Alternate Sharing Buttons (Now with Less Tracking!)

I’ve been trying out some alternate sharing buttons that don’t talk to Facebook, Twitter, etc. — or to a third-party button provider like ShareThis — until you actually click on the button. Facebook can track you across the internet when sites include the standard “Like” button hosted on their services. Same with Google and the +1. Even WordPress’ Jetpack buttons will call out to Facebook and Pinterest to display the share count. I want to reduce my contribution to ubiquitous tracking.*

Sharingbuttons.io is totally self-contained and doesn’t even use any JavaScript. You use their site to generate a set of buttons for a particular page, then copy the HTML and CSS to your site. Downsides: The HTML includes embedded SVG that has to be repeated on every page, and your page title and URL are repeated in each button within the page. I used this set on the old Alternative Browser Alliance site, replacing ShareThis. It’s only around five pages, so it was faster to repeat the generator five times than write a tool to template it.

Share42 uses locally-hosted JavaScript to avoid repeating the title and URL on every button, and a single image sprite generated from the set of buttons that you choose. You copy both files to your own site, so that it doesn’t contact a third-party server just by appearing. This also made it simpler to add to WordPress, because I only need to add an easily-templateable stub and enqueue a local script. So I put it on Speed Force, replacing Jetpack’s sharing module. I may put it on the old Flash reference site (which used to have ShareThis on it) if it seems like it’s worth it.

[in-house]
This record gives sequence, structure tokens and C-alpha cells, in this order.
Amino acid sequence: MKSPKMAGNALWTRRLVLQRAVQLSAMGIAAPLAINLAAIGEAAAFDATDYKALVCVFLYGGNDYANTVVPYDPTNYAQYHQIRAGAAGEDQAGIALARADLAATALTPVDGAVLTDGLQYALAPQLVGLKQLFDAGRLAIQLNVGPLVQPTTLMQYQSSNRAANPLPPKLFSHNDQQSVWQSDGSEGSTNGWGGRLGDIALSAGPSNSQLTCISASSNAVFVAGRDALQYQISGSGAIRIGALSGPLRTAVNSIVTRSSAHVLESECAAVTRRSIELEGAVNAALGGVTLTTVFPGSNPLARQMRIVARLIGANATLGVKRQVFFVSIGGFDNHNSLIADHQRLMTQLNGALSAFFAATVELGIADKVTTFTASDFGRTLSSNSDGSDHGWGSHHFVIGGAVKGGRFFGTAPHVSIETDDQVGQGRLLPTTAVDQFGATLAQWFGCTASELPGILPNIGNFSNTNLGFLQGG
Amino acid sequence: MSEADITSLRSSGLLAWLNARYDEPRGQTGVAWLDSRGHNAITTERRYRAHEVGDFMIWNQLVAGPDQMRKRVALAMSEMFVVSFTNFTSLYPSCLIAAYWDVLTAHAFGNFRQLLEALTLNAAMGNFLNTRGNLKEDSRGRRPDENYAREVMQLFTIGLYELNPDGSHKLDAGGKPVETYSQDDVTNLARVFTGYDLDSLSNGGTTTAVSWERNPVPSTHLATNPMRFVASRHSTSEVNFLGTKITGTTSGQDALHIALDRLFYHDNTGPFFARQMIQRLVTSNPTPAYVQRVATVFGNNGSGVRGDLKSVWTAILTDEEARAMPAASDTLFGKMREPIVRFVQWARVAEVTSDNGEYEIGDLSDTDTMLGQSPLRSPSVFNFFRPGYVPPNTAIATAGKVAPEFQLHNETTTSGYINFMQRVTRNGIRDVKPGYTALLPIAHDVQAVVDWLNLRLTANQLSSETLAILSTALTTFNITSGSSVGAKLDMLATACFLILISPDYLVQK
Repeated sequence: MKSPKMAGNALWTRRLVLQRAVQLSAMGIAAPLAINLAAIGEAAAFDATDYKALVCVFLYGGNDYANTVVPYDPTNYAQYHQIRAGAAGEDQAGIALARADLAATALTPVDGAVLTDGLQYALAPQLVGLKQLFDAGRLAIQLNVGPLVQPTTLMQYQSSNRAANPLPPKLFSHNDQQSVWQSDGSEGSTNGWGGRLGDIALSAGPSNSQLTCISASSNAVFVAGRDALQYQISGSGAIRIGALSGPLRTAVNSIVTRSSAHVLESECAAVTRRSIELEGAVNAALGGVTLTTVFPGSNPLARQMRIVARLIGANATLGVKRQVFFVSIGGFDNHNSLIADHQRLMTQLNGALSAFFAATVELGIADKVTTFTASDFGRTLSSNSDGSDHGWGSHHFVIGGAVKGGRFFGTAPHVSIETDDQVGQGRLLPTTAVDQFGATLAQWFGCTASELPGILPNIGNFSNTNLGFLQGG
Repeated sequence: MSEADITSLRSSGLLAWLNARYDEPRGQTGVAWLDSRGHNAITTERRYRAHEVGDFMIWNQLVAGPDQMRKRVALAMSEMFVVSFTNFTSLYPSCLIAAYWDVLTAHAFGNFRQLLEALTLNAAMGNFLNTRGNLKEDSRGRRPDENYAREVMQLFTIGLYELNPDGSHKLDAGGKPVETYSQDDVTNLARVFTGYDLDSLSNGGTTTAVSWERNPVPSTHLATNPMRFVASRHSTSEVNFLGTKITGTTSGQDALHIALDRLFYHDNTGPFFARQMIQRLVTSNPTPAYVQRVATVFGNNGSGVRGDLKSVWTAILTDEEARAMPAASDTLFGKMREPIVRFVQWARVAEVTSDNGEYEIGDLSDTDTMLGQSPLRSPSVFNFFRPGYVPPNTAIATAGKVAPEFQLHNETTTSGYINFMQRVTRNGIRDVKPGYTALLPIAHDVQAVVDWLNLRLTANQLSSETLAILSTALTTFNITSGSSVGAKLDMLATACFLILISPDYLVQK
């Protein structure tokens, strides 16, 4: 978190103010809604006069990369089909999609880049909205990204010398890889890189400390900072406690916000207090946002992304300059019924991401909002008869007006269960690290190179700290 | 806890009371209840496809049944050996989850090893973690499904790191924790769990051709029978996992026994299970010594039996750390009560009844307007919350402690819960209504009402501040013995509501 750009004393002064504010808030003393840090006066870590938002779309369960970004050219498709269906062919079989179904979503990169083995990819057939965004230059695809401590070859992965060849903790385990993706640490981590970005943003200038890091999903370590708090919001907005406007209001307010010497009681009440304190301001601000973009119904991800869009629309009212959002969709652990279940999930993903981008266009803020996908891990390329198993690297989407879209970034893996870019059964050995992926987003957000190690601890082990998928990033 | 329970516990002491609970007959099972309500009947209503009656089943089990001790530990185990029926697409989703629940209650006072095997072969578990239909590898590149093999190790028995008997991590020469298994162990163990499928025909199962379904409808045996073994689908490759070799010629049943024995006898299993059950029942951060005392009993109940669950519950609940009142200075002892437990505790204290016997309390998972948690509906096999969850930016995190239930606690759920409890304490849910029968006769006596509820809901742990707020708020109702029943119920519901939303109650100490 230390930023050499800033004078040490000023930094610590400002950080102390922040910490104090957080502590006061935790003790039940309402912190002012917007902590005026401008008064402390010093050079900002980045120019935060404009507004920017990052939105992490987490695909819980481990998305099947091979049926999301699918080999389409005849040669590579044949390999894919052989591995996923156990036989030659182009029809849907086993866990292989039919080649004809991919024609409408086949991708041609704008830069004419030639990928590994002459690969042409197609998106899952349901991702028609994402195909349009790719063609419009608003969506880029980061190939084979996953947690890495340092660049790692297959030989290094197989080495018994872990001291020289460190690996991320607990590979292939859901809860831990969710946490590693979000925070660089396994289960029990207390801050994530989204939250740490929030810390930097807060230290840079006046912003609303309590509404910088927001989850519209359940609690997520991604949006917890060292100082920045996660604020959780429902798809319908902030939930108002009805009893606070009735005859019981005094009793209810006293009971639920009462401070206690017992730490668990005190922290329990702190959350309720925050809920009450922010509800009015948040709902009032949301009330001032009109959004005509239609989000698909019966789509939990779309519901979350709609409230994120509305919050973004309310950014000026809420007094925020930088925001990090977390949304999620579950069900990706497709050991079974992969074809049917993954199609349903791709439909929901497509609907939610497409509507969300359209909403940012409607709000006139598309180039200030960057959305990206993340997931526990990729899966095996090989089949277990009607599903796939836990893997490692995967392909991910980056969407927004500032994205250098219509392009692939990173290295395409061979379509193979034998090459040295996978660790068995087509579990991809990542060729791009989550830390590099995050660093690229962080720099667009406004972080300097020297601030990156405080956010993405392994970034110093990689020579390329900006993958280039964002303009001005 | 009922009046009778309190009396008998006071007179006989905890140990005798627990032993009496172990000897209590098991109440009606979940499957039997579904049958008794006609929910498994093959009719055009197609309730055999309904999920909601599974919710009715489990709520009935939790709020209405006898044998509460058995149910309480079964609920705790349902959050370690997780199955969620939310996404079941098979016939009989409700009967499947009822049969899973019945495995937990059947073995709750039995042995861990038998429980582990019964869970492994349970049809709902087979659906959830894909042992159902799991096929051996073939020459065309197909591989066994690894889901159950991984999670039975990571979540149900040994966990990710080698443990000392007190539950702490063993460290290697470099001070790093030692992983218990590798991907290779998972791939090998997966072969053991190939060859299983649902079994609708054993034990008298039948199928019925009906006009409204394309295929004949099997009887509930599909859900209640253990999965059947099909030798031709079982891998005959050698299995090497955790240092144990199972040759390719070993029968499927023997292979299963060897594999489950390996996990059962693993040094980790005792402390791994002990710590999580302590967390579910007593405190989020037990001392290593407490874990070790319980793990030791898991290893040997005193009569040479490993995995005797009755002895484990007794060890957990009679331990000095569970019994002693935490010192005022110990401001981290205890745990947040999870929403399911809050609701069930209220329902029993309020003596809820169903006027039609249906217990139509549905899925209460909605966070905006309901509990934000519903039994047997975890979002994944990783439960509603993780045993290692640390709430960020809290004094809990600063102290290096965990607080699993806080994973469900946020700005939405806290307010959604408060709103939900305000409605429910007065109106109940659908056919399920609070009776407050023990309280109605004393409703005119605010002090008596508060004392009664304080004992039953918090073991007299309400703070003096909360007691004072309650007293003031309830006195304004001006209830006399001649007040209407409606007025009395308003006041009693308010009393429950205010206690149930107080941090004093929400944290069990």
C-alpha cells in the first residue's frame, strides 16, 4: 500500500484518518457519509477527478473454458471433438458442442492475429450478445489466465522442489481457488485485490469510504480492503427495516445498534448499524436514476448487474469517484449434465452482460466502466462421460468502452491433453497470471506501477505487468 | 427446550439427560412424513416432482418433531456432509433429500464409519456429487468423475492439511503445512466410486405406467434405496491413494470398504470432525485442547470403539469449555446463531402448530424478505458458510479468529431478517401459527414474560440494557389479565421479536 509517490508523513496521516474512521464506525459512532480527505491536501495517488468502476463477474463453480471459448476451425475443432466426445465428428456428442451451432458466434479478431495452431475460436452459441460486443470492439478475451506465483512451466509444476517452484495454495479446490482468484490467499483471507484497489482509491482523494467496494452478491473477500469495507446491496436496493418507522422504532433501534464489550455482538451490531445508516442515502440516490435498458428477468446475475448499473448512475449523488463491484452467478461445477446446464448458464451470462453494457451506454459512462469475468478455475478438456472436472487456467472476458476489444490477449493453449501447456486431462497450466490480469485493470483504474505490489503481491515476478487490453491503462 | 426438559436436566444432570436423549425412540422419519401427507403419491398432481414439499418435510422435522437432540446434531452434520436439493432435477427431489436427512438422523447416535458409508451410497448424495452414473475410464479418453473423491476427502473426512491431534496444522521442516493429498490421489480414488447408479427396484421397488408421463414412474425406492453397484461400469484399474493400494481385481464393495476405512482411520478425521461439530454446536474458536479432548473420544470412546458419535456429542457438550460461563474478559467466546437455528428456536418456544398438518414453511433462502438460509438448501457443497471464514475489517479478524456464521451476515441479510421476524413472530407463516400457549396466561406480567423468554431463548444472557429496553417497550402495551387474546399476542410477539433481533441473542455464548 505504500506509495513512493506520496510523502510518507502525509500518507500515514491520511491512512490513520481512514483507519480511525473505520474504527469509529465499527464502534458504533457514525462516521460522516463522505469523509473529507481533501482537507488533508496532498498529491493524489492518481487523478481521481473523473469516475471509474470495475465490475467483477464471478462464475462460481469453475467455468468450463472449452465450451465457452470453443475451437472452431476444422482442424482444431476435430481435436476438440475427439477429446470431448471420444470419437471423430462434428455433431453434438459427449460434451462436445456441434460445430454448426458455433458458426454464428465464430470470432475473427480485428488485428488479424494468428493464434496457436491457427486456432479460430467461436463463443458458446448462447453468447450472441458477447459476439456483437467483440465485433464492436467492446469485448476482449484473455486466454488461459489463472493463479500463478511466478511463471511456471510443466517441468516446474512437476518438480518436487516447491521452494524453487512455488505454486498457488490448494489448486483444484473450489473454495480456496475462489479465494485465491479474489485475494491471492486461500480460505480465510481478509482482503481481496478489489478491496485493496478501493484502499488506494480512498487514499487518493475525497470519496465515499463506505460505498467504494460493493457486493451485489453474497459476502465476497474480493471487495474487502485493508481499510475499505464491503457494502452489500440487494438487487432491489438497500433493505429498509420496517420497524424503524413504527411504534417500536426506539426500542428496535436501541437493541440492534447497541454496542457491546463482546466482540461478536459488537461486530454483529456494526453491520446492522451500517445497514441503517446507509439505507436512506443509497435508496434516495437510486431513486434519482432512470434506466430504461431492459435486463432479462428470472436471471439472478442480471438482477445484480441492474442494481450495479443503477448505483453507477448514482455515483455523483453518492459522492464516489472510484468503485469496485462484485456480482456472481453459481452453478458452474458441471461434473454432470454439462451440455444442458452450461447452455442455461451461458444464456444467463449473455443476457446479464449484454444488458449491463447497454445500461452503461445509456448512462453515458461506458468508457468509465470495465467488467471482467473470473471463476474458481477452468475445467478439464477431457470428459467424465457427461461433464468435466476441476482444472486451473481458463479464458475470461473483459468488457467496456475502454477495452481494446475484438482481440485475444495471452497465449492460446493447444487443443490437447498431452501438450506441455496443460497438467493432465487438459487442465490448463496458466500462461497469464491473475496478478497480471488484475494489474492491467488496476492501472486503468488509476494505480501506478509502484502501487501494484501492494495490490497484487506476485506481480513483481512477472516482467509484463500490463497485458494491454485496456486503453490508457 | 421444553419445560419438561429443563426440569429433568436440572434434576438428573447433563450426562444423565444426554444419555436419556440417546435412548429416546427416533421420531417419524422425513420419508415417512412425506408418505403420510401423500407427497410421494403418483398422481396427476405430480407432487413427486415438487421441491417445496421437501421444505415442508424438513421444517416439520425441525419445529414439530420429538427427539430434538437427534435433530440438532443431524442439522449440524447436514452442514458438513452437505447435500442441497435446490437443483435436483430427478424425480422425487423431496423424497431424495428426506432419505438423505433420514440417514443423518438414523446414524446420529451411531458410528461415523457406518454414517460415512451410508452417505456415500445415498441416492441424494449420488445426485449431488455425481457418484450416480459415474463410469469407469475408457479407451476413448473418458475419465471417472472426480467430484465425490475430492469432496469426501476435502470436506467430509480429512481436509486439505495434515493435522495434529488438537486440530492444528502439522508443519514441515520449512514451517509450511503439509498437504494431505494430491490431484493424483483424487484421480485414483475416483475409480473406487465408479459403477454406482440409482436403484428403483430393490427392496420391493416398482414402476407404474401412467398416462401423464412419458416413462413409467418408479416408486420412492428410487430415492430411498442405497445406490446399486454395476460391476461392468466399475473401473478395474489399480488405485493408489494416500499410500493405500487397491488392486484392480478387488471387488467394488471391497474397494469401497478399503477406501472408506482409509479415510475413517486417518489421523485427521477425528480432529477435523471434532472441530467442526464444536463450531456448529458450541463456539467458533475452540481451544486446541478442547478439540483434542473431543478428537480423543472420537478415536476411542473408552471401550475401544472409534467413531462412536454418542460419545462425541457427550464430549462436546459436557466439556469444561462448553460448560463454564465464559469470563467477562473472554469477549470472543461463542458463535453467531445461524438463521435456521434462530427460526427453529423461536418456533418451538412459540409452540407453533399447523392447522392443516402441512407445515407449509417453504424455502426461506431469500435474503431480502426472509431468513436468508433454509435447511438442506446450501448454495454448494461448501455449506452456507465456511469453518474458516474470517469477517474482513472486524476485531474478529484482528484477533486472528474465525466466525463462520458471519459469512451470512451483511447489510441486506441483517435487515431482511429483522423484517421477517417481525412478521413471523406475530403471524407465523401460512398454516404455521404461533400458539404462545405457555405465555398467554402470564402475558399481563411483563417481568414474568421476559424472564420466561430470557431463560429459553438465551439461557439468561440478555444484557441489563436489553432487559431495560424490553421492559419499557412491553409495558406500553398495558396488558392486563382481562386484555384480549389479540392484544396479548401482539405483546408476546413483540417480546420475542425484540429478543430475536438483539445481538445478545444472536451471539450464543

These are both topic-based projects. For my personal blog here, I’ve decided to just drop the share buttons entirely. I’m not sure how useful they are these days, anyway, especially on mobile, where sharing to an app is built into the system.

*Yes, I said reduce, not eliminate. I’m still using WordPress stats, for instance, though I’m phasing out Google Analytics on my personal sites, and of course anywhere you actually embed content from another site, the remote site can potentially track your visitors.

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